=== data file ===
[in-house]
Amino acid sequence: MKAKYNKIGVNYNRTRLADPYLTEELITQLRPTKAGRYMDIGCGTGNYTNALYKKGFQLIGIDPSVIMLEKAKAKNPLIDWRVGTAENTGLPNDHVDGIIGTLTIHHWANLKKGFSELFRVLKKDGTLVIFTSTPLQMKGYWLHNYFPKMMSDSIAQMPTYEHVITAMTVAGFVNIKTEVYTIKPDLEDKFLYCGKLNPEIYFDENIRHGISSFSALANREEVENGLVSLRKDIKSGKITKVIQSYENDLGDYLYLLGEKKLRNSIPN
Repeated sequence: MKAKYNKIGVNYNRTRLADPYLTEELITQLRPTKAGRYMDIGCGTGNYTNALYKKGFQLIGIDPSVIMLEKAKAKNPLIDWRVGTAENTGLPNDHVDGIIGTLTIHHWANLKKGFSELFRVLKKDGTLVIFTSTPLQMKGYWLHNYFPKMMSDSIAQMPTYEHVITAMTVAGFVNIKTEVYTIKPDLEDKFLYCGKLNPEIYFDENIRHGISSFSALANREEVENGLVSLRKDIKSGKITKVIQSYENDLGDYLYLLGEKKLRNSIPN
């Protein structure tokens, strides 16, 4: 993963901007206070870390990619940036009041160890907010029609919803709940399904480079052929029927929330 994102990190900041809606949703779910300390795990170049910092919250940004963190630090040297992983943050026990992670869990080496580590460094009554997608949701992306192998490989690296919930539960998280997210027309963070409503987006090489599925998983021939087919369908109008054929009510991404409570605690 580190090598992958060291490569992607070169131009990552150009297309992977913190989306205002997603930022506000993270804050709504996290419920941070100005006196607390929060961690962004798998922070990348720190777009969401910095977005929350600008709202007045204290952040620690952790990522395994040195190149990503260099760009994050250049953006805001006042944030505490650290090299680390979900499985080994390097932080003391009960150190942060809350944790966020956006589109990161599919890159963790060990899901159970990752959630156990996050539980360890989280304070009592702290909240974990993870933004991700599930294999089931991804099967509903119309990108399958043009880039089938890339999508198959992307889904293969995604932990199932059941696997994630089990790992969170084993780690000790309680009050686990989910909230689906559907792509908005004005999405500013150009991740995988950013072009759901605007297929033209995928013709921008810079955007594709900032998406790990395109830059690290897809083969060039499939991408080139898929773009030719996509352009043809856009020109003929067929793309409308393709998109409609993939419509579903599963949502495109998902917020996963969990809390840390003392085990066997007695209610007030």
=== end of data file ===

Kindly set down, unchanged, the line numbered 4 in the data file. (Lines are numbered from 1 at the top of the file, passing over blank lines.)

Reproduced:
């Protein structure tokens, strides 16, 4: 993963901007206070870390990619940036009041160890907010029609919803709940399904480079052929029927929330 994102990190900041809606949703779910300390795990170049910092919250940004963190630090040297992983943050026990992670869990080496580590460094009554997608949701992306192998490989690296919930539960998280997210027309963070409503987006090489599925998983021939087919369908109008054929009510991404409570605690 580190090598992958060291490569992607070169131009990552150009297309992977913190989306205002997603930022506000993270804050709504996290419920941070100005006196607390929060961690962004798998922070990348720190777009969401910095977005929350600008709202007045204290952040620690952790990522395994040195190149990503260099760009994050250049953006805001006042944030505490650290090299680390979900499985080994390097932080003391009960150190942060809350944790966020956006589109990161599919890159963790060990899901159970990752959630156990996050539980360890989280304070009592702290909240974990993870933004991700599930294999089931991804099967509903119309990108399958043009880039089938890339999508198959992307889904293969995604932990199932059941696997994630089990790992969170084993780690000790309680009050686990989910909230689906559907792509908005004005999405500013150009991740995988950013072009759901605007297929033209995928013709921008810079955007594709900032998406790990395109830059690290897809083969060039499939991408080139898929773009030719996509352009043809856009020109003929067929793309409308393709998109409609993939419509579903599963949502495109998902917020996963969990809390840390003392085990066997007695209610007030």